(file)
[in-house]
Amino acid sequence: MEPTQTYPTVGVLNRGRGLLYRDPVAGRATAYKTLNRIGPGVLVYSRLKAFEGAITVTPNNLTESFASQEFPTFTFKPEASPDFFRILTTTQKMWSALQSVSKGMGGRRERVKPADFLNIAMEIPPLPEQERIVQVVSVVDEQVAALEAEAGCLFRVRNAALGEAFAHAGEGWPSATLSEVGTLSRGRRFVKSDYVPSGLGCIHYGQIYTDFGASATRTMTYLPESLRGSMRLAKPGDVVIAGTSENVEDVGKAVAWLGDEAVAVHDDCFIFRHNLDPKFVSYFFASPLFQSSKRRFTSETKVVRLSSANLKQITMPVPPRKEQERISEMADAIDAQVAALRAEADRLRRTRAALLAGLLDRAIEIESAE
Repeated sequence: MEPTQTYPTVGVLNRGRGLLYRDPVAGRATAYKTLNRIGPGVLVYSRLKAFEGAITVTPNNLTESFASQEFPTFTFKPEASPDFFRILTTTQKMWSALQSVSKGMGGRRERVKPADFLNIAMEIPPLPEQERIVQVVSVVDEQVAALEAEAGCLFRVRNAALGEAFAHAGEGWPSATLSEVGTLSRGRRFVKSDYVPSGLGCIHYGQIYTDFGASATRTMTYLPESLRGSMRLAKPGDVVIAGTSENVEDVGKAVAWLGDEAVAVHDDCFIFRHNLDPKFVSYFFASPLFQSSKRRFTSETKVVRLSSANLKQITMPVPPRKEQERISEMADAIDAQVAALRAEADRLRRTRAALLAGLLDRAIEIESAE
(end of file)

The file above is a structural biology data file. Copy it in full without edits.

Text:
[in-house]
Amino acid sequence: MEPTQTYPTVGVLNRGRGLLYRDPVAGRATAYKTLNRIGPGVLVYSRLKAFEGAITVTPNNLTESFASQEFPTFTFKPEASPDFFRILTTTQKMWSALQSVSKGMGGRRERVKPADFLNIAMEIPPLPEQERIVQVVSVVDEQVAALEAEAGCLFRVRNAALGEAFAHAGEGWPSATLSEVGTLSRGRRFVKSDYVPSGLGCIHYGQIYTDFGASATRTMTYLPESLRGSMRLAKPGDVVIAGTSENVEDVGKAVAWLGDEAVAVHDDCFIFRHNLDPKFVSYFFASPLFQSSKRRFTSETKVVRLSSANLKQITMPVPPRKEQERISEMADAIDAQVAALRAEADRLRRTRAALLAGLLDRAIEIESAE
Repeated sequence: MEPTQTYPTVGVLNRGRGLLYRDPVAGRATAYKTLNRIGPGVLVYSRLKAFEGAITVTPNNLTESFASQEFPTFTFKPEASPDFFRILTTTQKMWSALQSVSKGMGGRRERVKPADFLNIAMEIPPLPEQERIVQVVSVVDEQVAALEAEAGCLFRVRNAALGEAFAHAGEGWPSATLSEVGTLSRGRRFVKSDYVPSGLGCIHYGQIYTDFGASATRTMTYLPESLRGSMRLAKPGDVVIAGTSENVEDVGKAVAWLGDEAVAVHDDCFIFRHNLDPKFVSYFFASPLFQSSKRRFTSETKVVRLSSANLKQITMPVPPRKEQERISEMADAIDAQVAALRAEADRLRRTRAALLAGLLDRAIEIESAE